Licensee BadgeTraining Badge
Submitted by roycesj on


How do I handle the Trinity with a mixed team, where I am part-way through implementing the trinity with my current team and have a new group added to my team?

I have a team of 12, and have been doing MTO3s for years.  I am (again) about 3 weeks into Feedback (rolled out, 3 weeks of positive feedback).  I just found out that I will have another, smaller team (about 6) that will be added to me shortly.  I assume I continue with my feedback rollout with the originals, and start O3s with a rollout for the new group.  I can see situations coming up where I want to talk about O3s with the new group as a group, but the original group already heard it, and where I'll want to talk about feedback with the whole original group but the new group won't know what I'm talking about.  

Any suggestions, or pitfalls to watch out for?  Even with 19, I'm going to try to do O3s every week (although I suspect the O3s with contractors and interns may be delegated to other directs for their development and to help with my load).  Other ideas or warnings?

On a related note, does the Roadmap tool handle this?  I think this is going to mess up my tracking in the tool.



jrb3's picture
Licensee BadgeTraining Badge

Seen a number of managers I admired go through this.  Most of them treated the situation as two distinct teams, with their own rhythms, gradually growing at least one person on each to be their number-two for that team then their replacement for managerial duties.  A few eventually combined the two teams into one, but only to prepare for splitting back into (slightly revised) teams.

Twelve seems far on the long end of a good span-of-control, with 18-19 well outside the bounds of effectiveness.  Seen a number of managers try to show more-than-a-dozen can be done, and each failed to do so.  For the startup I'm in, I've drafted guidelines for span-of-control, insuring against later growth preventing rational thought -- I aim to cap span-of-control at six inter-coordinating directs.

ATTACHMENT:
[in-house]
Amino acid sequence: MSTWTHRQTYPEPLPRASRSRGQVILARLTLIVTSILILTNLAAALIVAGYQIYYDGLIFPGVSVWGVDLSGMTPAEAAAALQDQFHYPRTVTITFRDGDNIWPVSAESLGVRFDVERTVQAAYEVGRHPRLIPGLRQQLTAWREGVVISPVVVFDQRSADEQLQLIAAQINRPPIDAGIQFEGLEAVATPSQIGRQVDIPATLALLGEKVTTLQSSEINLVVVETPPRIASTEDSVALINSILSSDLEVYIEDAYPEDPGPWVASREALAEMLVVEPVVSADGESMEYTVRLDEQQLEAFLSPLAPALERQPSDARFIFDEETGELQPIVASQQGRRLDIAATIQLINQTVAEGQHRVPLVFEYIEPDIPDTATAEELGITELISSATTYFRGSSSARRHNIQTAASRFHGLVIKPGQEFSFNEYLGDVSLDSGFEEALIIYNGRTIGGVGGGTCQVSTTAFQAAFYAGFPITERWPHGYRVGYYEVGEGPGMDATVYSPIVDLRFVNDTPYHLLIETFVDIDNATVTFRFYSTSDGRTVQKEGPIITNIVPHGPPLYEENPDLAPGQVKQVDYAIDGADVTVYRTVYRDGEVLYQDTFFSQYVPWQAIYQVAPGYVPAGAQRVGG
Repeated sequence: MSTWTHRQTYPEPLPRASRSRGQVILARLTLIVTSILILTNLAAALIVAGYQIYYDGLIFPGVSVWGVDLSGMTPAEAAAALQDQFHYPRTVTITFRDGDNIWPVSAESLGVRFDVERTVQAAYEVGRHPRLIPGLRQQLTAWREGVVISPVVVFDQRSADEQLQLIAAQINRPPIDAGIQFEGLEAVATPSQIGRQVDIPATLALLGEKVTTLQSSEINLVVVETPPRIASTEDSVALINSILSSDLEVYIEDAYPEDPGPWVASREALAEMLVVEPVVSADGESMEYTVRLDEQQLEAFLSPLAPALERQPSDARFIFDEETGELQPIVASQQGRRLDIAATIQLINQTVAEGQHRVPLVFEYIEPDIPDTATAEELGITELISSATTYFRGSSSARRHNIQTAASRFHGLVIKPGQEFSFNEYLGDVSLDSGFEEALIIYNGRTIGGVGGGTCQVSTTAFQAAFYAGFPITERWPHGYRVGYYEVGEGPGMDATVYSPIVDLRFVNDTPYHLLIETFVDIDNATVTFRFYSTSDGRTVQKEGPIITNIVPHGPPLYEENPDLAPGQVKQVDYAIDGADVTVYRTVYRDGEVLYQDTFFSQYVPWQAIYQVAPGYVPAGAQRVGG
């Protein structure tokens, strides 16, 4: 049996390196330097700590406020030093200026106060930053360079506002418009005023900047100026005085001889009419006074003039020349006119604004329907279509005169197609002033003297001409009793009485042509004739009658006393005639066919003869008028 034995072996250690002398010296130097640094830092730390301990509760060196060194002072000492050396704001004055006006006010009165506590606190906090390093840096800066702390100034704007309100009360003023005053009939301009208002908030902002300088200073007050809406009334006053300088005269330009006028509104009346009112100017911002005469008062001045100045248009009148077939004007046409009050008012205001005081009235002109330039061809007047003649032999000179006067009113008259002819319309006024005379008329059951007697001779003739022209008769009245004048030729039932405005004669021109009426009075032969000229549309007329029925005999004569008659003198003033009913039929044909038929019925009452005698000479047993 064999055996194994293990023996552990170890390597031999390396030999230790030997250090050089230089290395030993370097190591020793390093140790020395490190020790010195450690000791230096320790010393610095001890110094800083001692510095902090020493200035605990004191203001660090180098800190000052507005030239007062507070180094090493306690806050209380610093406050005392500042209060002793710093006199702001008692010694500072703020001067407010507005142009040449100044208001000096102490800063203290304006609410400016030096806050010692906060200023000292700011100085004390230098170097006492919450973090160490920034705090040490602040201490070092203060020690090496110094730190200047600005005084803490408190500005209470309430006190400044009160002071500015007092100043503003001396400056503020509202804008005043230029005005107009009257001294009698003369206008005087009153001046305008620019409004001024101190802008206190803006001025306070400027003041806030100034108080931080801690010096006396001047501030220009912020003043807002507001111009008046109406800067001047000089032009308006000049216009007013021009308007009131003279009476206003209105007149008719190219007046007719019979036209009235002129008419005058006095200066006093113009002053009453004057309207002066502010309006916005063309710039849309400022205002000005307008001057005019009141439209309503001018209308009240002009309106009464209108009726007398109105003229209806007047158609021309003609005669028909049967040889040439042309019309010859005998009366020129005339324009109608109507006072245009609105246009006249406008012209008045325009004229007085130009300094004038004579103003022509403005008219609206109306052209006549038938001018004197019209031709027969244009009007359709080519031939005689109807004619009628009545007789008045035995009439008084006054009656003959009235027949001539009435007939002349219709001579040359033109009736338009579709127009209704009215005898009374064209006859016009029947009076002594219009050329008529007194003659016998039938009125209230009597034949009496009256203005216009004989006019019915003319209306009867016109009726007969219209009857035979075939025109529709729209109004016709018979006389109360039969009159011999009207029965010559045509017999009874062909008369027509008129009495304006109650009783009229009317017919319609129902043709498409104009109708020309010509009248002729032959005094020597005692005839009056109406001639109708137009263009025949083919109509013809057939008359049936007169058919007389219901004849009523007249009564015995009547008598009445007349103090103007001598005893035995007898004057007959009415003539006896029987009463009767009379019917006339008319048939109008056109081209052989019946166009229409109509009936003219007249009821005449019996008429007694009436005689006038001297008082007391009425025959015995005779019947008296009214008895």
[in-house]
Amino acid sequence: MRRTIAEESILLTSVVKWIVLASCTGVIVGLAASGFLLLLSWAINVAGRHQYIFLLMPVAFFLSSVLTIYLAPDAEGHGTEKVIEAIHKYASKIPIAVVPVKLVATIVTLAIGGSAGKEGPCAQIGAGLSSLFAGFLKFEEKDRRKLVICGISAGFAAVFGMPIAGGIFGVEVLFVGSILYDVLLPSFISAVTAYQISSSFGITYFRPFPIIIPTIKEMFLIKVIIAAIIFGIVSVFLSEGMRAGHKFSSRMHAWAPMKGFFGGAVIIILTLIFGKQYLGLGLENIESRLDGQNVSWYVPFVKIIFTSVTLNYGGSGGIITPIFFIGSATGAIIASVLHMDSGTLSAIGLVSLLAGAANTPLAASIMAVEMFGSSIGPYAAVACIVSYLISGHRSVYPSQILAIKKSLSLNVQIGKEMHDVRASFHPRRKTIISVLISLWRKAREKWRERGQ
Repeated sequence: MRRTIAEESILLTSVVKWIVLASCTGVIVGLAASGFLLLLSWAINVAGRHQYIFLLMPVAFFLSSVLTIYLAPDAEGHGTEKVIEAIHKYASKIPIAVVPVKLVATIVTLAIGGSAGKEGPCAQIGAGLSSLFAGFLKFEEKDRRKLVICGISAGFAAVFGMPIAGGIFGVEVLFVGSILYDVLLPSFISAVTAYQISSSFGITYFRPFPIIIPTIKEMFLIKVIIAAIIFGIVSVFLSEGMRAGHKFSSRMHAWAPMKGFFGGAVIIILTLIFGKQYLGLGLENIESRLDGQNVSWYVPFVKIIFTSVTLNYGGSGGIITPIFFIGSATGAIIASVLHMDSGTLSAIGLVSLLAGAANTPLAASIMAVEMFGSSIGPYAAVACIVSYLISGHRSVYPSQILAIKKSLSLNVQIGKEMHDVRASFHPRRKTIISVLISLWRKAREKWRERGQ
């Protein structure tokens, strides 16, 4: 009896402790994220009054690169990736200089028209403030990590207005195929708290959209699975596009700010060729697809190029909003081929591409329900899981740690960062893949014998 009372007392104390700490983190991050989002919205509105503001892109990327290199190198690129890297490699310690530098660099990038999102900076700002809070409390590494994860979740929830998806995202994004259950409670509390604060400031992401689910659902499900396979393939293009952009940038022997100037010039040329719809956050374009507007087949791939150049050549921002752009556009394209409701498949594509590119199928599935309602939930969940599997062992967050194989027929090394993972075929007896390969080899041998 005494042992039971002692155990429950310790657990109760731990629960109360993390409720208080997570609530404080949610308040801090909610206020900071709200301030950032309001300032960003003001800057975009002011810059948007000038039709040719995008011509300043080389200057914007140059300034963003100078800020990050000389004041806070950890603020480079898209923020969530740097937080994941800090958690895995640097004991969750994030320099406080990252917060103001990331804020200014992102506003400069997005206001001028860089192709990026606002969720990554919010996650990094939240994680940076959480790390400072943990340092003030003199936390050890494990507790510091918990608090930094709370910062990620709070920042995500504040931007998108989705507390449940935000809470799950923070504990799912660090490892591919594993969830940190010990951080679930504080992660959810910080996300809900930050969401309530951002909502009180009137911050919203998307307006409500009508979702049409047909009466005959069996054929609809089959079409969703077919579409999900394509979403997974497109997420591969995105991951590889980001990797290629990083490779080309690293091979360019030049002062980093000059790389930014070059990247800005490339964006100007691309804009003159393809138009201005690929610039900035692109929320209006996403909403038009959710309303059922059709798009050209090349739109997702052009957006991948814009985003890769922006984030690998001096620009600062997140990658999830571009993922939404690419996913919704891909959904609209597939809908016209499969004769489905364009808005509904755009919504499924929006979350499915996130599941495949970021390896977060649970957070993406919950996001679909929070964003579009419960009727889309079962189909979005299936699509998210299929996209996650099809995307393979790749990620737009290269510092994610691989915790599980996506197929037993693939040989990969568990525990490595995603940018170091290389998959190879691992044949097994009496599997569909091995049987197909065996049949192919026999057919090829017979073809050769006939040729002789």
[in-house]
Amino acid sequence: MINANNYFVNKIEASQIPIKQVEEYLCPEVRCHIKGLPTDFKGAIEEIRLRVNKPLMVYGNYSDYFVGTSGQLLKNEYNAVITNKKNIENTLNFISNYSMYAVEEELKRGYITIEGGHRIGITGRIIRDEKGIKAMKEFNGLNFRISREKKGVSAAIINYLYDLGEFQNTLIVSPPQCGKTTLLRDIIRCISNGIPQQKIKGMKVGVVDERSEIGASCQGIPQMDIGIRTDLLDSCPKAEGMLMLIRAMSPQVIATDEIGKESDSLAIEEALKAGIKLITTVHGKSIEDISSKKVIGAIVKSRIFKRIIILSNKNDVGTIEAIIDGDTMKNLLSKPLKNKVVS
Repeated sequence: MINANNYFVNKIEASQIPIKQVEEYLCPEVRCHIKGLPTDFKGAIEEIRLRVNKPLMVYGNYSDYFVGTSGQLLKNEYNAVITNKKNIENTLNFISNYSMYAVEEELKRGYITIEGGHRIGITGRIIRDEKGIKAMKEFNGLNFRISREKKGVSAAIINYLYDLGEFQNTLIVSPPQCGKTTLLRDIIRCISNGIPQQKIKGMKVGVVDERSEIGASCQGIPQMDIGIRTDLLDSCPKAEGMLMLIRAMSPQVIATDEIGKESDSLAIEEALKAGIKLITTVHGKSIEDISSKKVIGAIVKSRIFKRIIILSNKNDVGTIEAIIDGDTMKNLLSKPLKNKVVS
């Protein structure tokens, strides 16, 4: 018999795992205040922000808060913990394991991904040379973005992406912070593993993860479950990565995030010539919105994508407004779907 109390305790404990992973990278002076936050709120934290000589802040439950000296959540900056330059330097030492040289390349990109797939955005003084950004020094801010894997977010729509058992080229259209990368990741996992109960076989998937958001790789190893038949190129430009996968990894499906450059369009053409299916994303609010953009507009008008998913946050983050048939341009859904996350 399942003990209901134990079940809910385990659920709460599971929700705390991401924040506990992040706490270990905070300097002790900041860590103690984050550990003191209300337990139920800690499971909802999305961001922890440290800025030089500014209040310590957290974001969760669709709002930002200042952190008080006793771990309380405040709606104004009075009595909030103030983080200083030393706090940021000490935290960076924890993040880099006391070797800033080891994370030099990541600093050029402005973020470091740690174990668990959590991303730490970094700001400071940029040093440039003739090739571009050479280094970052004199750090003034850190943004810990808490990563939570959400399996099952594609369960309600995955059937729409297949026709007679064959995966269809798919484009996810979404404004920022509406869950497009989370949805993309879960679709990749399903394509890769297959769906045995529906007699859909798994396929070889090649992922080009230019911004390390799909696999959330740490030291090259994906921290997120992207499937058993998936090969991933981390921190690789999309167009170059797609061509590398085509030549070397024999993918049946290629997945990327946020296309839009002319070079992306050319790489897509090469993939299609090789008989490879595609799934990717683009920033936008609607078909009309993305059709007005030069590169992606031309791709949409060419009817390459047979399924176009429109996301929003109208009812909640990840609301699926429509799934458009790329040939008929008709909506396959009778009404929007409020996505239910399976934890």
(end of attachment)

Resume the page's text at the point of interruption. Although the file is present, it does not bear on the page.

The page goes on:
As a team lead, I've gone the delegate-O3 development route often -- highly recommended.

roycesj's picture
Licensee BadgeTraining Badge

I appreciate the ideas.  I raised the numbers as a concern when they came to me with the idea, and was sort of told, "We have every confidence that you'll do great."  I'm certainly starting to delegate more to my current directs, with the idea of finding some on the new to to delegate to as well.

Again - thank you for the suggestions!

SHP's picture
Licensee Badge

I was in your situation about a year ago.  It didn't go well, so hopefully you can learn from my mistakes:

1)  I reset everyone back to O3s and tried to do the rollout again from scratch as one new group.  The new group appreciated it.  The old group was frustrated.  I wish I would have kept the old group going in feedback.

2)  I half-delegated the O3s.  My boss forced a team lead situation on me... 4 team leads with 4-5 team members each, but their scope was 100% technical advisor.  I retained all accountability and responsibility for performance, project assignments, and admin stuff.  I did bi-weekly O3s with all 22 directs.  The team leads picked up an O3 with the directs who didn't O3 with me that week. 

It was a waste of time.  30 minutes every other week wasn't enough interaction for me.  I should have fought back on the technical advisor team lead situation.  I would have had better results I think if I had meaningful relationships with 10 high impact directs and all but ignored 10 low impact directs.

3)  WIth 22 directs, I tried to be a manager rather than a working manager.  My billability dropped, but I kept my 22 directs billable.  This was great!  I wanted to be a manager!  I love organizational effectiveness!  The company believes in my abilities!

But it turns out that's not what my execs wanted.  They didn't see 22 billable people and 1 unbillable = ~95% billable.  They saw sub-10% billable against one name.  I was laid off.

Looking back, the company didn't want management.  They just needed to stash people under someone on the org chart because that's the way they've always done it.  And the less manager overhead the better.  A manager or two who was borderline derelict in their manager duties, but were always billable are still at the company.

I wish I had understood that dynamic.  I saw it.  And I ignored it.

roycesj's picture
Licensee BadgeTraining Badge

Good news is, I don't think I'm in that situation at all.  Your situation sounds really rough!  I'm sorry you had to go through that.  

I did continue 1-1s with my old team, and am trying to continue feedback.  The challenge I have there is that now I have even less interaction with them, to catch them doing good things, to give the positive feedback.  That has more or less stalled.  And the other team resents that I want to do weekly 1-1s (grrr).

I don't have team leads - it's me, and 2 full teams of directs.  I'm considering team leads, and your insights above give me something to think about.

The main difference is I am expected to be a manager - no "working" about it :-)  I'm not billable already, so my results are completely based on the teams delivery, not specifically my contribution.